3 August 2023

EU Settlement Scheme Update

Withers LLP


Trusted advisors to successful people and businesses across the globe with complex legal needs
For months, this sparked much debate and opinion about what the Home Office would do practically to ensure that EU citizens' rights were protected.
European Union Immigration
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On 21 December 2022, a landmark decision was made in the case Independent Monitoring Authority for the Citizen's Rights Agreements v Secretary of State for the Home Department ('IMA v SOS HD') which concluded that the Home Office's interpretation of the Withdrawal Agreement was unlawful and failed to sufficiently protect EU citizens' rights.

In February 2023, the Secretary of State confirmed that the Government would not appeal against the decision made in IMA v SOS HD and was left with an obligation to ensure that the UK's policies conformed correctly to the Withdrawal Agreement. For months, this sparked much debate and opinion about what the Home Office would do practically to ensure that EU citizens' rights were protected.

On 17 July 2023, the government published a new Statement of Changes to the immigration rules with notable amendments affecting the EU Settlement Scheme (Appendix EUSS). There will be further discussion as to whether these changes go far enough and whether they are as generous as most expected.

Background to Pre-Settled Status and right to Permanent Residence

Appendix EUSS previously provided that EU citizens and their family members with less than five continuous years residence in the UK would be eligible to apply for Pre-Settled status and those who had five or more years of continuous residence in the UK would be eligible to apply for Settled status. This meant that all EU nationals and their family members residing in the UK were required to take action under the scheme.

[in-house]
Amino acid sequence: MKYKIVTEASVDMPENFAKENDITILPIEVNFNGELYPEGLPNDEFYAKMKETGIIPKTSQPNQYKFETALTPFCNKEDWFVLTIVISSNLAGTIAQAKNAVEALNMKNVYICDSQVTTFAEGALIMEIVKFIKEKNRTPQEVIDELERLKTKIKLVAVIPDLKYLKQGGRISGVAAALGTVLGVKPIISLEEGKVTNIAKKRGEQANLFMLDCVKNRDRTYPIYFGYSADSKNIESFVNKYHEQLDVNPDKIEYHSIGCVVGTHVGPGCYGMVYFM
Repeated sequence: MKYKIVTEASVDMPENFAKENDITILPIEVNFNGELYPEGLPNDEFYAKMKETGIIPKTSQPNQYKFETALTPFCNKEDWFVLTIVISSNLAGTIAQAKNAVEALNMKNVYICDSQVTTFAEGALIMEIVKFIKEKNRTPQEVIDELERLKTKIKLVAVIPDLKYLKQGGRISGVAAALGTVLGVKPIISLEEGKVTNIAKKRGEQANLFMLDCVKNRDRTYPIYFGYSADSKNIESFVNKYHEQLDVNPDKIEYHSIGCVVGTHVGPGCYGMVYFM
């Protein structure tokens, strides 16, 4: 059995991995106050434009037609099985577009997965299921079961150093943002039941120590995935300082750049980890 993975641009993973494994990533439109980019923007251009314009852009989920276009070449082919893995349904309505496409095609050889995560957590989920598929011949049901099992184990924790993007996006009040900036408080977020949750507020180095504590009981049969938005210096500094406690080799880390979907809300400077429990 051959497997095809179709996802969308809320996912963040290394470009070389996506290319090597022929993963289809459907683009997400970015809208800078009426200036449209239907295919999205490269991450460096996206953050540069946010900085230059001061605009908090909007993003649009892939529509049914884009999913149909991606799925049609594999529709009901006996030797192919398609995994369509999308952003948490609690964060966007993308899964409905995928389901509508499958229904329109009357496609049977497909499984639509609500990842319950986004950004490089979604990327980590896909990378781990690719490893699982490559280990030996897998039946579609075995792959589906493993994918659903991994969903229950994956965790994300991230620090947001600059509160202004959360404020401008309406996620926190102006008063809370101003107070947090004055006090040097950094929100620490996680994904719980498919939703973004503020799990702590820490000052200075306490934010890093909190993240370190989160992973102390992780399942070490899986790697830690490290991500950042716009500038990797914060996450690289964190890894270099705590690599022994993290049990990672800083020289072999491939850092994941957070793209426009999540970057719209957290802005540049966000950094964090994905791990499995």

Those who were not yet eligible to apply for Settled status were able to apply for Pre-Settled status. Once granted, they were given the chance to accumulate the five years residence required to apply for Settled status in the UK. Those with Pre-Settled status who failed to make an "in time" application or qualify for Settled status, lost their right to remain lawfully in the UK.

In retrospect, these provisions seemed generous as a vast majority of EU Nationals and their family members would have been eligible to apply for Settled status. However, for Pre-settled status holders, it was becoming more apparent that these provisions were not so generous and were in fact unduly harsh. With the introduction of COVID-19 into the world, imposed travel restrictions and a huge wave of Pre-Settled status applications submitted just before the Brexit official date (with some people arriving in the UK one day before), many such holders found that they would not be eligible for Settled status after five years. This meant that their UK immigration positions would be harshly prejudiced.

Independent Monitoring Authority for the Citizen's Rights Agreements v Secretary of State for the Home Department

This situation sparked much debate and led to the Independent Monitoring Authority, whose role is to monitor the rights of EU, EEA and EFTA citizens post Brexit, to bring a court case, arguing that 2.6 million EU citizens with Pre-Settled status were at risk of losing their right to live and work in the UK due to what they claimed was an 'unlawful interpretation' of the Withdrawal Agreement by the Home Office. On 21 December 2022, the High Court found that a right of residence can only be lost in the precise circumstances defined in the Withdrawal Agreement under section 15(3). A loss of rights for failure to upgrade from Pre-Settled to Settled status did not fall under one of those circumstances.

Unlawful Limitation on Leave